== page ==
Site: www.marketwired.com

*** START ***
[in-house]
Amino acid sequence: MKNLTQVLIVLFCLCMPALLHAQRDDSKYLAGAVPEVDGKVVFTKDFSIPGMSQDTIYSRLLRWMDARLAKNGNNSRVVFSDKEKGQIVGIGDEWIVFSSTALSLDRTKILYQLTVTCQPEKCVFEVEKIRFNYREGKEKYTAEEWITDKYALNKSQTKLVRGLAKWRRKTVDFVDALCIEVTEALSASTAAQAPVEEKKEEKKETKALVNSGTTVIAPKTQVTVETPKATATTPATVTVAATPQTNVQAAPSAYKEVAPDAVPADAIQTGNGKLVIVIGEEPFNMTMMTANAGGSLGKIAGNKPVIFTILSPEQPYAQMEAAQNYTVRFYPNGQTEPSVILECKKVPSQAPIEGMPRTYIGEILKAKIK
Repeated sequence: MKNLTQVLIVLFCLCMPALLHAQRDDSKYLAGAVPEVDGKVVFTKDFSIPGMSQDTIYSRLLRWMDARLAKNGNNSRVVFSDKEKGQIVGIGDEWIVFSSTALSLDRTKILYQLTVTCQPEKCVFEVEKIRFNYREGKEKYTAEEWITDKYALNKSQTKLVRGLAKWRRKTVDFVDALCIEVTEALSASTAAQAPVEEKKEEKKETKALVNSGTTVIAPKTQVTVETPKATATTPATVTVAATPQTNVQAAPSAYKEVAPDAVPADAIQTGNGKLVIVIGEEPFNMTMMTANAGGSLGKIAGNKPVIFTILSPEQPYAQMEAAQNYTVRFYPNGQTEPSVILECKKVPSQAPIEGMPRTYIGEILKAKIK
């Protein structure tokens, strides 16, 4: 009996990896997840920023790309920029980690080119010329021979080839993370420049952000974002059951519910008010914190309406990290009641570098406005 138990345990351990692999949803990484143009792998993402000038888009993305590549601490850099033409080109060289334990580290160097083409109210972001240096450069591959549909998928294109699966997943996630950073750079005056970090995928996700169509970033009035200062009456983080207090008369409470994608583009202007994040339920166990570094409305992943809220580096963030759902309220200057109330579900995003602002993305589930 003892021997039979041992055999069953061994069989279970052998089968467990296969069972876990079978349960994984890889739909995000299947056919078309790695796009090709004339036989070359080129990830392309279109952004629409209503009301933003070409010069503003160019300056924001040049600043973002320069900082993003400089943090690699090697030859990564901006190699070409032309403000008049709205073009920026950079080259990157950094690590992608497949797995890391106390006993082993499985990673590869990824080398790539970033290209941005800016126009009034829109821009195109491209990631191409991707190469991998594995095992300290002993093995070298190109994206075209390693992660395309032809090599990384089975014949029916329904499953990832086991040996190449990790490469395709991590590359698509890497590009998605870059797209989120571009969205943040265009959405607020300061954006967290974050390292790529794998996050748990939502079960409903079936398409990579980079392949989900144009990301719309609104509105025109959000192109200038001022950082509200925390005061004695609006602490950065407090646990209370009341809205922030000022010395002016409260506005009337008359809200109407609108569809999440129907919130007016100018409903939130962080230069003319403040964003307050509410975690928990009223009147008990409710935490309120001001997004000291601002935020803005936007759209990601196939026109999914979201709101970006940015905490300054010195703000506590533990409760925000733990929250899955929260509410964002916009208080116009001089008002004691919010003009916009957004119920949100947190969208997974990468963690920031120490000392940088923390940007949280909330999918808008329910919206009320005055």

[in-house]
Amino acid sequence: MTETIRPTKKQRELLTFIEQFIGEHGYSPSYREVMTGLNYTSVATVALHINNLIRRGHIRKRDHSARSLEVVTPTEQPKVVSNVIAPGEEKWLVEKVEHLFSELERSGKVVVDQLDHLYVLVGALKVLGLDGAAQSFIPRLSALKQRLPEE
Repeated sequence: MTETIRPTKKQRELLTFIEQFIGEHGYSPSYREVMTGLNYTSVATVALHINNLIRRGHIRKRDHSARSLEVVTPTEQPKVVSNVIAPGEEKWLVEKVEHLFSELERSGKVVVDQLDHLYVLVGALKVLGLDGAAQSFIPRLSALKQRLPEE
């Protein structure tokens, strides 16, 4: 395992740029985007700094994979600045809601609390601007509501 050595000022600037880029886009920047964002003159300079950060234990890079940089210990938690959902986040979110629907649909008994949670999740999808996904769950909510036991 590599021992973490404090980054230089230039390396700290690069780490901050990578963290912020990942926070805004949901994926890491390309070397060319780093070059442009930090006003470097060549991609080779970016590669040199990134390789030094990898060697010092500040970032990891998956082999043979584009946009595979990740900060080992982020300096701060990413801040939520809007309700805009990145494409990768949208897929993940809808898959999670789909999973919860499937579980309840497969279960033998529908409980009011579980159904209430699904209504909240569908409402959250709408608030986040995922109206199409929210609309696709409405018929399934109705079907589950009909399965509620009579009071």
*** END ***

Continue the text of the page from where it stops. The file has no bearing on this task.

MONTREAL, QUEBEC--(Marketwired - Feb. 15, 2017) - TECSYS Inc. (TSX:TCS) will release its financial results for the third quarter ended January 31, 2017 after the market close on February 28, 2017. TECSYS' President and CEO, Mr. Peter Brereton, and Mr. Berty Ho-Wo-Cheong, Vice President, Finance and Administration and CFO, will host a conference call on March 1 at 8:30 a.m. EST to present and discuss the results with the analysts. The call can be replayed by calling (416) 626-4100 or (800) 558-5253 (access code: 21846834). TECSYS provides transformative supply chain solutions that equip our customers to succeed in a rapidly-changing omni-channel world. TECSYS solutions are built on a true enterprise supply chain platform, and include warehouse management, distribution and transportation management, as well as complete financial management and analytics. Customers running on TECSYS' Supply Chain Platform are confident knowing they can execute, day in and day out, regardless of business fluctuations or changes in technology, they can adapt and scale to any business needs or size, and they can expand and collaborate with customers, suppliers and partners as one borderless enterprise. From demand planning to demand fulfillment, TECSYS puts power into the hands of both front line workers and back office planners, and unshackles business leaders so they can see and manage their supply chains like never before. TECSYS is the market leader in supply chain solutions for health systems and hospitals. Over 600 mid-size and Fortune 1000 customers trust their supply chains to TECSYS in the healthcare, service parts, third-party logistics, and general wholesale high-volume distribution industries. TECSYS' shares are listed on the Toronto Stock Exchange under the ticker symbol TCS. The statements in this news release relating to matters that are not historical fact are forward looking statements that are based on management's beliefs and assumptions. Such statements are not guarantees of future performance and are subject to a number of uncertainties, including but not limited to future economic conditions, the markets that TECSYS Inc. serves, the actions of competitors, major new technological trends, and other factors beyond the control of TECSYS Inc., which could cause actual results to differ materially from such statements. More information about the risks and uncertainties associated with TECSYS Inc.'s business can be found in the MD&A section of the Company's annual report and annual information form for the fiscal year ended April 30th, 2016. These documents have been filed with the Canadian securities commissions and are available on our website (www.tecsys.com) and on SEDAR (www.sedar.com). Copyright © TECSYS Inc. 2017. All names, trademarks, products, and services mentioned are registered or unregistered trademarks of their respective owners.